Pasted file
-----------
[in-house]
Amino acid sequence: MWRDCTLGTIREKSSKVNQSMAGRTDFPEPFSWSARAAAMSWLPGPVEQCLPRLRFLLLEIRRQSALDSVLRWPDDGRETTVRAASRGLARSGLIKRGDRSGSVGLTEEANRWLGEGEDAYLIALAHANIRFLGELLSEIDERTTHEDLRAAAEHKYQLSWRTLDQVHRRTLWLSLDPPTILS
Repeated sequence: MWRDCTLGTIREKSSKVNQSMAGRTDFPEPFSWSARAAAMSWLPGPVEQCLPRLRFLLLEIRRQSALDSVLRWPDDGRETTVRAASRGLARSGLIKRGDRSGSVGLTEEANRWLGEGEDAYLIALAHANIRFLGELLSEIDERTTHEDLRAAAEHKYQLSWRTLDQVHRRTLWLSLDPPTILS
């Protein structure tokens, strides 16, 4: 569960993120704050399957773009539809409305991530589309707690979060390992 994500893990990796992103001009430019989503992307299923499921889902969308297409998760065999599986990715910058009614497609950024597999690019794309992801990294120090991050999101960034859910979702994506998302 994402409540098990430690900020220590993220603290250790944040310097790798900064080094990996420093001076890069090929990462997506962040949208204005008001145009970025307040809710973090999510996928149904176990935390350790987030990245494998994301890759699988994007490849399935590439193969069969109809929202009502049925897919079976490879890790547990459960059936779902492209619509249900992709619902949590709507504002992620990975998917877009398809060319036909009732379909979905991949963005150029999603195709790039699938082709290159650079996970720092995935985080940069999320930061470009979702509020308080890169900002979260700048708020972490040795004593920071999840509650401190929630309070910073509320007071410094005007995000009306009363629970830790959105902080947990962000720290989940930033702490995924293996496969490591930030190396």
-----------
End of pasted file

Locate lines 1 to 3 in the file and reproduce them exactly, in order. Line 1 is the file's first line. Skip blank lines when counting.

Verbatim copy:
[in-house]
Amino acid sequence: MWRDCTLGTIREKSSKVNQSMAGRTDFPEPFSWSARAAAMSWLPGPVEQCLPRLRFLLLEIRRQSALDSVLRWPDDGRETTVRAASRGLARSGLIKRGDRSGSVGLTEEANRWLGEGEDAYLIALAHANIRFLGELLSEIDERTTHEDLRAAAEHKYQLSWRTLDQVHRRTLWLSLDPPTILS
Repeated sequence: MWRDCTLGTIREKSSKVNQSMAGRTDFPEPFSWSARAAAMSWLPGPVEQCLPRLRFLLLEIRRQSALDSVLRWPDDGRETTVRAASRGLARSGLIKRGDRSGSVGLTEEANRWLGEGEDAYLIALAHANIRFLGELLSEIDERTTHEDLRAAAEHKYQLSWRTLDQVHRRTLWLSLDPPTILS